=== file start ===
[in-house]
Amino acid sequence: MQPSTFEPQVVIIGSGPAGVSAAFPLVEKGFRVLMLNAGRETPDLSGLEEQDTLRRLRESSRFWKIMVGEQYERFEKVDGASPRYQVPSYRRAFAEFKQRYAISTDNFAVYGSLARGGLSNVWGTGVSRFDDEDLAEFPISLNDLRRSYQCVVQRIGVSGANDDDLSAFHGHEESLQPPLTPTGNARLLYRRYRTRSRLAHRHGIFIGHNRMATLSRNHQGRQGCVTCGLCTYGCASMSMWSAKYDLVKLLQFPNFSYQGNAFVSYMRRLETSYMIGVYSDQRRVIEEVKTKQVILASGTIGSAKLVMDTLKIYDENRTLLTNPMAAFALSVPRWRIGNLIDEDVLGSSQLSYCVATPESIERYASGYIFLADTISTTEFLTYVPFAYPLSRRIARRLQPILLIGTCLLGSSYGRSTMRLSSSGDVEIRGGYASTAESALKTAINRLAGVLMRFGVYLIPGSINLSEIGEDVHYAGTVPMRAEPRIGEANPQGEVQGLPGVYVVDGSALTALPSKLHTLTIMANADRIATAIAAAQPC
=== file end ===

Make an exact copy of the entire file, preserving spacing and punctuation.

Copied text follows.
[in-house]
Amino acid sequence: MQPSTFEPQVVIIGSGPAGVSAAFPLVEKGFRVLMLNAGRETPDLSGLEEQDTLRRLRESSRFWKIMVGEQYERFEKVDGASPRYQVPSYRRAFAEFKQRYAISTDNFAVYGSLARGGLSNVWGTGVSRFDDEDLAEFPISLNDLRRSYQCVVQRIGVSGANDDDLSAFHGHEESLQPPLTPTGNARLLYRRYRTRSRLAHRHGIFIGHNRMATLSRNHQGRQGCVTCGLCTYGCASMSMWSAKYDLVKLLQFPNFSYQGNAFVSYMRRLETSYMIGVYSDQRRVIEEVKTKQVILASGTIGSAKLVMDTLKIYDENRTLLTNPMAAFALSVPRWRIGNLIDEDVLGSSQLSYCVATPESIERYASGYIFLADTISTTEFLTYVPFAYPLSRRIARRLQPILLIGTCLLGSSYGRSTMRLSSSGDVEIRGGYASTAESALKTAINRLAGVLMRFGVYLIPGSINLSEIGEDVHYAGTVPMRAEPRIGEANPQGEVQGLPGVYVVDGSALTALPSKLHTLTIMANADRIATAIAAAQPC